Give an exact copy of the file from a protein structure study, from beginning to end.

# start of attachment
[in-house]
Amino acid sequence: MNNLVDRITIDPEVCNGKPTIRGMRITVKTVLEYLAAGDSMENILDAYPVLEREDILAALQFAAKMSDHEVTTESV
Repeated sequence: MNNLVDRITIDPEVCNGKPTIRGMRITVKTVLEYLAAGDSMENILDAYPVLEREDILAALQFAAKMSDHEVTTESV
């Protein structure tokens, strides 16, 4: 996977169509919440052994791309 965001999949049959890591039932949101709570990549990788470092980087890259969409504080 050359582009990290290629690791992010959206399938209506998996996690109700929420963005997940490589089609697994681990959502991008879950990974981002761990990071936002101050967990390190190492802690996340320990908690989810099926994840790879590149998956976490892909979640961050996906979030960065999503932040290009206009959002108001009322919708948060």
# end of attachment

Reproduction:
[in-house]
Amino acid sequence: MNNLVDRITIDPEVCNGKPTIRGMRITVKTVLEYLAAGDSMENILDAYPVLEREDILAALQFAAKMSDHEVTTESV
Repeated sequence: MNNLVDRITIDPEVCNGKPTIRGMRITVKTVLEYLAAGDSMENILDAYPVLEREDILAALQFAAKMSDHEVTTESV
């Protein structure tokens, strides 16, 4: 996977169509919440052994791309 965001999949049959890591039932949101709570990549990788470092980087890259969409504080 050359582009990290290629690791992010959206399938209506998996996690109700929420963005997940490589089609697994681990959502991008879950990974981002761990990071936002101050967990390190190492802690996340320990908690989810099926994840790879590149998956976490892909979640961050996906979030960065999503932040290009206009959002108001009322919708948060």